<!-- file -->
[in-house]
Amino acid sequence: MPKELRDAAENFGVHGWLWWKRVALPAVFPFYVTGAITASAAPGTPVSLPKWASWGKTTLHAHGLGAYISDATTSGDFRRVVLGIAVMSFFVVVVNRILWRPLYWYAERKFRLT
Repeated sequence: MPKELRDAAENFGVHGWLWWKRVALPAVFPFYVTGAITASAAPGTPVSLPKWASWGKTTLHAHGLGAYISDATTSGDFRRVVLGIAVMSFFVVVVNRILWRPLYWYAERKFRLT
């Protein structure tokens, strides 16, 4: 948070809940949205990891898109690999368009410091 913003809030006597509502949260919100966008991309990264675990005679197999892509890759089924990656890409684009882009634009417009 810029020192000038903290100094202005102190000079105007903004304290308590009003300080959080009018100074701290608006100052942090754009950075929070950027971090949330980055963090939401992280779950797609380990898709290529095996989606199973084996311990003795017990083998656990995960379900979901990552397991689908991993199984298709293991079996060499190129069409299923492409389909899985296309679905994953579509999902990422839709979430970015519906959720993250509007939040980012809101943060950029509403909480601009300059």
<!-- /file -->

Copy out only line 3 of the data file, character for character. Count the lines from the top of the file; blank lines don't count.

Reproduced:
Repeated sequence: MPKELRDAAENFGVHGWLWWKRVALPAVFPFYVTGAITASAAPGTPVSLPKWASWGKTTLHAHGLGAYISDATTSGDFRRVVLGIAVMSFFVVVVNRILWRPLYWYAERKFRLT